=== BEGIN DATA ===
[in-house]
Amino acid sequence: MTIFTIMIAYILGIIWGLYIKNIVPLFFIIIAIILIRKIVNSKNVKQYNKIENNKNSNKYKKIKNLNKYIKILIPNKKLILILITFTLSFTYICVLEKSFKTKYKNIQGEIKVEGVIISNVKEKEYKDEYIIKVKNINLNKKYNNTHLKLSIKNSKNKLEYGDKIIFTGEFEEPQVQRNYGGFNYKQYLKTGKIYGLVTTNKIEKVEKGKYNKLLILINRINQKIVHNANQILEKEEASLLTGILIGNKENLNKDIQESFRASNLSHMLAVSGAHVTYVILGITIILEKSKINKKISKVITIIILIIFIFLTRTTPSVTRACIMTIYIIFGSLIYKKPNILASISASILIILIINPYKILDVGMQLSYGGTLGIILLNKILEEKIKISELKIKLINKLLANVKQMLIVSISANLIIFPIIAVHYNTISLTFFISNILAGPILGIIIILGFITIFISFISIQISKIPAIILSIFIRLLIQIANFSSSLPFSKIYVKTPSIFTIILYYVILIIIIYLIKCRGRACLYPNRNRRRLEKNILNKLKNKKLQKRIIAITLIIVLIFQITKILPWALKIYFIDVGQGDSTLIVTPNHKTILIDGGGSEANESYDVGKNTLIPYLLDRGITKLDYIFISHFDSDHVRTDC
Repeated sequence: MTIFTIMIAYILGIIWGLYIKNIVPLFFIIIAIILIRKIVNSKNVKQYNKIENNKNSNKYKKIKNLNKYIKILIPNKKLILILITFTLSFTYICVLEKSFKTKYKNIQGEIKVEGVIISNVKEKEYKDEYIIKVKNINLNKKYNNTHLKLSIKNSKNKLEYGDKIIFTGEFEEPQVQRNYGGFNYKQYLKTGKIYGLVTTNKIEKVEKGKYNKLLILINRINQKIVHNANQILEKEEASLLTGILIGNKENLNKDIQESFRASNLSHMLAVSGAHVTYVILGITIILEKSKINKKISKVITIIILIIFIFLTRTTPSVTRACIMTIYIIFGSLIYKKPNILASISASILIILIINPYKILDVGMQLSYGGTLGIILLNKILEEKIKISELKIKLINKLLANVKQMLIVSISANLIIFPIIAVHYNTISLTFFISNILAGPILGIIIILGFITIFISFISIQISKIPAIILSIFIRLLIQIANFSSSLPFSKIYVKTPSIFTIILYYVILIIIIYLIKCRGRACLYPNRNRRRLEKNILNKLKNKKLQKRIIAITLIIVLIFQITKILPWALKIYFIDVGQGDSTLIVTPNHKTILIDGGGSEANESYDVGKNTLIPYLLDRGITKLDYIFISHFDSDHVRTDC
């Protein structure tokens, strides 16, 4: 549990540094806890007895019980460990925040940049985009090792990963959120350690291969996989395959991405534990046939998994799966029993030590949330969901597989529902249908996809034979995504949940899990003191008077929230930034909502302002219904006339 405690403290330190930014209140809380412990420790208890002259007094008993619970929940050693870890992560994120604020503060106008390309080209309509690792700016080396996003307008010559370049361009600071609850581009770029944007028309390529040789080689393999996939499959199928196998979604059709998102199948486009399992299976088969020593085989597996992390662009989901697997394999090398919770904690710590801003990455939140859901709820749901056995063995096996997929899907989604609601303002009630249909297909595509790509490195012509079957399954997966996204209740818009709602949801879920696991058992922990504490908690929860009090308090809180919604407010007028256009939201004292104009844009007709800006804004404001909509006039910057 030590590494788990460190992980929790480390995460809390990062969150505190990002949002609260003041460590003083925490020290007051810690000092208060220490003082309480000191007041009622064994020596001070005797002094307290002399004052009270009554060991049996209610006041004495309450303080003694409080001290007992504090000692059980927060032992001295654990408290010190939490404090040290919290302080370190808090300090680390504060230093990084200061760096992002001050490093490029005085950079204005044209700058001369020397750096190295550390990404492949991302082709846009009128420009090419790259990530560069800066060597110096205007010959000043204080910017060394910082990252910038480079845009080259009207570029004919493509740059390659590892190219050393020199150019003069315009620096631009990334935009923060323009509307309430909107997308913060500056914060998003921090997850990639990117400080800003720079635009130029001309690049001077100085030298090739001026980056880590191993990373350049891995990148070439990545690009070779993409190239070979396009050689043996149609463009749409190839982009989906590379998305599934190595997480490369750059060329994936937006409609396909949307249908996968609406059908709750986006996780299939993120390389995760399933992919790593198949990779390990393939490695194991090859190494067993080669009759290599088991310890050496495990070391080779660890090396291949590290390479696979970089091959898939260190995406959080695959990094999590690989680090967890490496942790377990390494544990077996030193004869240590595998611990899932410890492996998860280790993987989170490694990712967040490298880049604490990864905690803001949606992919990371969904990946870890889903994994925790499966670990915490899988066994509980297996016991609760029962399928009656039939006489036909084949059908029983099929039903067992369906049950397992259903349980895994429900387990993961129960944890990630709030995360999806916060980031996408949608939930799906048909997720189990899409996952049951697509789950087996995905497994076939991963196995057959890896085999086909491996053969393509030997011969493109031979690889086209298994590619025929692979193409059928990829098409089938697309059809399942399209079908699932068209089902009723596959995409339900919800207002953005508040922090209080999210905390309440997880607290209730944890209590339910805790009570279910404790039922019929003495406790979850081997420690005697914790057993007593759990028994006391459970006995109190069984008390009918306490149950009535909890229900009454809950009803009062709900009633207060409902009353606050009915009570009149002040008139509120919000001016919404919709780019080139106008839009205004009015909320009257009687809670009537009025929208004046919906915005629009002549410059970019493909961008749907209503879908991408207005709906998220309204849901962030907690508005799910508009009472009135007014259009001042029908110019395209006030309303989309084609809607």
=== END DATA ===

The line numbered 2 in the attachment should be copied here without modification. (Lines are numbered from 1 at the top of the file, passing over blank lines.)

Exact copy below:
Amino acid sequence: MTIFTIMIAYILGIIWGLYIKNIVPLFFIIIAIILIRKIVNSKNVKQYNKIENNKNSNKYKKIKNLNKYIKILIPNKKLILILITFTLSFTYICVLEKSFKTKYKNIQGEIKVEGVIISNVKEKEYKDEYIIKVKNINLNKKYNNTHLKLSIKNSKNKLEYGDKIIFTGEFEEPQVQRNYGGFNYKQYLKTGKIYGLVTTNKIEKVEKGKYNKLLILINRINQKIVHNANQILEKEEASLLTGILIGNKENLNKDIQESFRASNLSHMLAVSGAHVTYVILGITIILEKSKINKKISKVITIIILIIFIFLTRTTPSVTRACIMTIYIIFGSLIYKKPNILASISASILIILIINPYKILDVGMQLSYGGTLGIILLNKILEEKIKISELKIKLINKLLANVKQMLIVSISANLIIFPIIAVHYNTISLTFFISNILAGPILGIIIILGFITIFISFISIQISKIPAIILSIFIRLLIQIANFSSSLPFSKIYVKTPSIFTIILYYVILIIIIYLIKCRGRACLYPNRNRRRLEKNILNKLKNKKLQKRIIAITLIIVLIFQITKILPWALKIYFIDVGQGDSTLIVTPNHKTILIDGGGSEANESYDVGKNTLIPYLLDRGITKLDYIFISHFDSDHVRTDC